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The Kilt Behind the Curtain by Ronald Mackay

January 26, 2021

Having visited Romania in recent years myself and after feeling the ghosts of Ceausescu’s cruel regime in conversations I had with people there, I was excited to win this memoir in a draw. I’ve read Ronald Mackay’s first book Fortunate Isle and loved it, so I knew I would have a treat with this book and I wasn’t disappointed at all. In fact, I was completely riveted. It’s the most interesting book I’ve read in a long time and I was completely absorbed in the author’s account of his two years as a university lecturer in Bucharest in the late 1960s.

My impression is that Ronald Mackay was a courageous, very open young man, and he made many friends in the country as a result. He travelled far and wide across this beautiful land and in it he found people of grace, learning and dignity in spite of the rigours of the regime they lived under.

I would recommend this memoir to everyone interested in communist Eastern Europe and especially in Romania. I would also recommend it to travellers to the country as it explains so much about the attitudes, feelings and character of what we can find there today. A wonderful book which I’m sure I’ll read again.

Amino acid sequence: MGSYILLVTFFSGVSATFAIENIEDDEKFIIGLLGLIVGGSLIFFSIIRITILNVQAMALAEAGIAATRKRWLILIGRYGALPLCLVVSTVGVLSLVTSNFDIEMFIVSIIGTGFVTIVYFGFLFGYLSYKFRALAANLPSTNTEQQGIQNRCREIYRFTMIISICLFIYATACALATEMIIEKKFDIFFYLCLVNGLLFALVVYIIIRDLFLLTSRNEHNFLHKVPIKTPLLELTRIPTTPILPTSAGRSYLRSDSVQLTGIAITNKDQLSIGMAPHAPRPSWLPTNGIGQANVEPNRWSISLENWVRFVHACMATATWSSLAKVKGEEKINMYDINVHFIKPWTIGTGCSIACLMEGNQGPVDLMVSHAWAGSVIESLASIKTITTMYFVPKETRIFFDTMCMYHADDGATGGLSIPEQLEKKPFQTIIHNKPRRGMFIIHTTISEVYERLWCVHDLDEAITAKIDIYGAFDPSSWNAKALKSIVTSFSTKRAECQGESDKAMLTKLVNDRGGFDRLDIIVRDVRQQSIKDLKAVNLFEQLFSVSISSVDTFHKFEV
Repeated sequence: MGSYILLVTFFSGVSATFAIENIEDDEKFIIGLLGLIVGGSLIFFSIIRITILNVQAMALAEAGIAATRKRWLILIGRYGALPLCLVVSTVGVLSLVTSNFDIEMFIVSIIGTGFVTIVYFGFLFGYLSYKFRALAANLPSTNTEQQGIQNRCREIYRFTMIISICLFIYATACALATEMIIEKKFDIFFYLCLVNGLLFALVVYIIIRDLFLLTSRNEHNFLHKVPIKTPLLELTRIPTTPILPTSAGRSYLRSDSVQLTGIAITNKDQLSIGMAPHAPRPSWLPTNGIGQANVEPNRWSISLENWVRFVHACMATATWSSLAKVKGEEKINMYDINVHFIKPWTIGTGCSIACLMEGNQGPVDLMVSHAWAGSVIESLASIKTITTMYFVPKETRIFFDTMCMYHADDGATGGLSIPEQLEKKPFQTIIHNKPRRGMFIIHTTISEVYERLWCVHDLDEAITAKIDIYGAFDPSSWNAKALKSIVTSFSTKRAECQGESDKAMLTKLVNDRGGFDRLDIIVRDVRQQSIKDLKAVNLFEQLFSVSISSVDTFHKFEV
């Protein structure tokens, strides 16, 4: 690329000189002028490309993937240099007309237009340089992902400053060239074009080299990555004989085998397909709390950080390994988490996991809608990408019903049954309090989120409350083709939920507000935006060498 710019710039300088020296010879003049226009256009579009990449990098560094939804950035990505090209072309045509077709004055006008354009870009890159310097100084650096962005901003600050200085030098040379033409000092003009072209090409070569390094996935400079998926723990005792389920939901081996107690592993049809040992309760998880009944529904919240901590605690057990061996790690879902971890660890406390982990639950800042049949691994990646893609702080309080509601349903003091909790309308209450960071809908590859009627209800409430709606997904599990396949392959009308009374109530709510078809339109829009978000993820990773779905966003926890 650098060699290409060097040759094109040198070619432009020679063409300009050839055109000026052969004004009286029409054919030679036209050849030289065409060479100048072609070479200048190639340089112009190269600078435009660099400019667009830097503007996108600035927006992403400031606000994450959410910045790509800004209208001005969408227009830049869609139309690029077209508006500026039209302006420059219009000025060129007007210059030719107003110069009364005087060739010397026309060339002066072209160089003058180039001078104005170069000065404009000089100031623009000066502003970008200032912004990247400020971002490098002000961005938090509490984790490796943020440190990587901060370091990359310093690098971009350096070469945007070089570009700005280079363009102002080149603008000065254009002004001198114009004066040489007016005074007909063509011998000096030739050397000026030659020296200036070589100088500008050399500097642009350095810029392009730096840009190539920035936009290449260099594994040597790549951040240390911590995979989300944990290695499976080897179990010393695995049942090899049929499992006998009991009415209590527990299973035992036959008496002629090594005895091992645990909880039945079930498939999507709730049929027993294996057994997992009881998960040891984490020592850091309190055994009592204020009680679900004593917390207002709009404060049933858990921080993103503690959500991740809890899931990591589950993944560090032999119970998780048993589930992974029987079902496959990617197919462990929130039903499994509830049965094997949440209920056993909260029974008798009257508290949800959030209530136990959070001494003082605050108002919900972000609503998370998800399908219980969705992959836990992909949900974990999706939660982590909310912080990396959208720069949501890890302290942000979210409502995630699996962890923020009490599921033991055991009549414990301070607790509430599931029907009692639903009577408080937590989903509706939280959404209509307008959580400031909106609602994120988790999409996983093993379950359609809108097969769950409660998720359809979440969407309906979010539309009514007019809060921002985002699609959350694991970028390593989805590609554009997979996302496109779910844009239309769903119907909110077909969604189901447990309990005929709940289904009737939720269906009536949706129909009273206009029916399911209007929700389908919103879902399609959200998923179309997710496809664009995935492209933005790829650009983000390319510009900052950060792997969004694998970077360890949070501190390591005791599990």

The link to the book is here

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  1. I got quite interested in that region when I read Patrick Leigh Fermor’s 2nd. and 3rd. books and then Elizabeth Kostova’s The Shadowland which is all about Bulgaria. I suppose because of communism Romania and Bulgaria remained a bit hidden and secret so I was fascinated. I’ll add this to my ‘Balkans’ shelf on Goodreads as it sounds excellent.

    • I’m sure you’ll enjoy it then, Cath. Ronald Mackay is a gifted writer. I will mention here that it missed a final sweep with a fresh pair of eyes in terms of editing, but the author’s writing is otherwise so good it would have been nit picking to mention it in my review, which is the one I posted on Amazon. It really is fascinating!

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